Despite a big fall in first half profit housebuilder Berkeley (BKG) is up 0.2% to £45.60. The company had done a good job of communicating to the market that its profit had peaked so investors are taking the news in their stride.
The company sold fewer homes at lower prices in the period and for the six months ended 31 October, pre-tax profit fell 31% to £401.2m on-year and revenue fell 41.3% to £931m.
The homebuilder sold 1,389 homes, down from 2,027 from the same period a year ago, at an average selling price of £644,000, down from £740,000. Berkeley is essentially characterising this as a return to normality.
AJ Bell investment director Russ Mould says: ‘Former Arsenal football manager Arsene Wenger once observed after a drop off in his team’s performance that “if you eat caviar every day, it’s difficult to return to sausages”.
‘This is the situation facing investors in housebuilder Berkeley which, in reporting a big drop in first half profit and revenue, is a victim of its own success.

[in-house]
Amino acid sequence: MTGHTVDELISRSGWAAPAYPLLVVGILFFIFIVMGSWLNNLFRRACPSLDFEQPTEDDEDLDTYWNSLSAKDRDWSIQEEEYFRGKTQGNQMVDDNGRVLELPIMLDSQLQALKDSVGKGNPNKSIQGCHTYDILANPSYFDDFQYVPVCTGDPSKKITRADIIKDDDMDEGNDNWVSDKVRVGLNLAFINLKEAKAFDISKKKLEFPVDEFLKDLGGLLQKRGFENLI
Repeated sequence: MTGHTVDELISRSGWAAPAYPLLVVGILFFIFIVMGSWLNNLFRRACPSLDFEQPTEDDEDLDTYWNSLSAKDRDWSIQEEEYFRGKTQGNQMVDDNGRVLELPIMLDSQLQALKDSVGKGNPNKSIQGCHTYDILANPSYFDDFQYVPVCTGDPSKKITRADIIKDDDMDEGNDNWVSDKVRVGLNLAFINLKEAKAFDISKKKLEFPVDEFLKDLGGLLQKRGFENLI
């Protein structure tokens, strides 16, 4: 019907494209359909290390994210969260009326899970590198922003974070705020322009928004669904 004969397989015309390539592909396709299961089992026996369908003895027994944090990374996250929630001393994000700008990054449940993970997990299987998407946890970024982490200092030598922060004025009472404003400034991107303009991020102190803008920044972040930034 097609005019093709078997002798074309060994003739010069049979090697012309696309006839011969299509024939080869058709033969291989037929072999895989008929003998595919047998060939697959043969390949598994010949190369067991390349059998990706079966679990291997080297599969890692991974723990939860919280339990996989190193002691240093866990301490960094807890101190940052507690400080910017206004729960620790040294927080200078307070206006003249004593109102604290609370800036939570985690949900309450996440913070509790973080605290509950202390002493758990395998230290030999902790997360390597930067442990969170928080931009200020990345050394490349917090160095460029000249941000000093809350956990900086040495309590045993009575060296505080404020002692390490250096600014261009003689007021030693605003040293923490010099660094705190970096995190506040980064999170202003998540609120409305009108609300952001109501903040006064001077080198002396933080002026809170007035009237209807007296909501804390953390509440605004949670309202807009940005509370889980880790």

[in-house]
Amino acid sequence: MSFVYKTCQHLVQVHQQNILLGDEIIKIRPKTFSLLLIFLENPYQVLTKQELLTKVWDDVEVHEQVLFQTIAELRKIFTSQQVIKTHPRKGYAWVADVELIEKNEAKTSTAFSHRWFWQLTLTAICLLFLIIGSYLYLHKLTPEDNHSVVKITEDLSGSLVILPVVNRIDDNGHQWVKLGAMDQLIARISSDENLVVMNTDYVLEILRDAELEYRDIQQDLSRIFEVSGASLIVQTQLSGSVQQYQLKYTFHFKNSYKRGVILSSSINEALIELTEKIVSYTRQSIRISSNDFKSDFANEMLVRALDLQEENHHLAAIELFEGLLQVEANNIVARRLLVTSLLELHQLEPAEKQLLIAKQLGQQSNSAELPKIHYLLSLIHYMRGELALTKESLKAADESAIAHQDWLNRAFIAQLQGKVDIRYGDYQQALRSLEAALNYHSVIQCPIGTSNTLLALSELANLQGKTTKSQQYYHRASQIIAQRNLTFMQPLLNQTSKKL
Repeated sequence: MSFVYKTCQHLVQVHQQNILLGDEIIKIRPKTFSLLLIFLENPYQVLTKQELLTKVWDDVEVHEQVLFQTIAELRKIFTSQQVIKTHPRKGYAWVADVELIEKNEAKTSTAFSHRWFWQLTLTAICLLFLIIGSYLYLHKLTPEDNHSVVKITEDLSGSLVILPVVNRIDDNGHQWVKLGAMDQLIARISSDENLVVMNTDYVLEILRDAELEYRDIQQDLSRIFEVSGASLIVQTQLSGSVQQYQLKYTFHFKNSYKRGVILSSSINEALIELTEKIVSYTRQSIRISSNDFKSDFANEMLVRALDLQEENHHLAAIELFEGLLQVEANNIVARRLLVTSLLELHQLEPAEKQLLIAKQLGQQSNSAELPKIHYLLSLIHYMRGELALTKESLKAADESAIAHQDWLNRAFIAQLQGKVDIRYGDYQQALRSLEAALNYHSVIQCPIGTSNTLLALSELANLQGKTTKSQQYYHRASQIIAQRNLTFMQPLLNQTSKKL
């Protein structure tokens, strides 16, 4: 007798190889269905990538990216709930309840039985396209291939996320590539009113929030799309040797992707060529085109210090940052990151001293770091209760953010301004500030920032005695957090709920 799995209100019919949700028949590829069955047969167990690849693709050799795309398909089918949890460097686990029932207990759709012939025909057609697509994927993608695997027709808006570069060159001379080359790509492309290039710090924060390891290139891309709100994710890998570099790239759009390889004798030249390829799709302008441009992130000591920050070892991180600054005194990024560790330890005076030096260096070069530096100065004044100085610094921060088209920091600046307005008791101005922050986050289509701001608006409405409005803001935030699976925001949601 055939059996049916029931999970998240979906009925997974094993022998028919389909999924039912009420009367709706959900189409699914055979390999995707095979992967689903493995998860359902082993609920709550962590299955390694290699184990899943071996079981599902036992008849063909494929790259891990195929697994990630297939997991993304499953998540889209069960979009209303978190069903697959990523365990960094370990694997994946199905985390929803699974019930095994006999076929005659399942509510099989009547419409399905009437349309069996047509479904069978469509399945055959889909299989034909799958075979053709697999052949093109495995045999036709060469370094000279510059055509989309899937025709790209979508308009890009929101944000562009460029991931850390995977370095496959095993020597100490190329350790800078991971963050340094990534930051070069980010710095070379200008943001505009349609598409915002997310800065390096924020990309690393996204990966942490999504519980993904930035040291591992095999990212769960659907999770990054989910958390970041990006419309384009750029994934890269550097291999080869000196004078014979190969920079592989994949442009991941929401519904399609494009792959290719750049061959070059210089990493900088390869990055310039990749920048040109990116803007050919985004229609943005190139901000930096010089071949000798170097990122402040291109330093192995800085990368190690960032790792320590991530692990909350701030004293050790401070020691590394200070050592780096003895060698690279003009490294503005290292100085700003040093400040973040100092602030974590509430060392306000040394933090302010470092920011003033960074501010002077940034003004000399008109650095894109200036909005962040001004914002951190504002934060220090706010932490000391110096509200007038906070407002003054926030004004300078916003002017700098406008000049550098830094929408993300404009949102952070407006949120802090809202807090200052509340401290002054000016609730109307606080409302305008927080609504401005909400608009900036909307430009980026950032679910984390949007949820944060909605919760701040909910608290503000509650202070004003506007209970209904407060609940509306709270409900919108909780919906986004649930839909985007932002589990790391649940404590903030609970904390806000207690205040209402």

‘Chairman and founder Tony Pidgeley has a reputation as an industry sage and the company delivered exceptional returns having acquired land cheaply in the wake of the financial crisis, largely in London and the South East, and then building high end properties which generated exceptional margins.’
As Mould observes, shareholders are at least being compensated by generous capital returns, backed by a strong balance sheet and robust cash flow.
Canaccord Genuity analyst Aynsley Lammin says: ‘Profits are normalising following the very strong selling period in London to 2014 as previously guided by management. Clearly the London market has been subdued over recent years and the group is seeing profits and returns fade on the back of this, but cash balances increase as less investment is made.’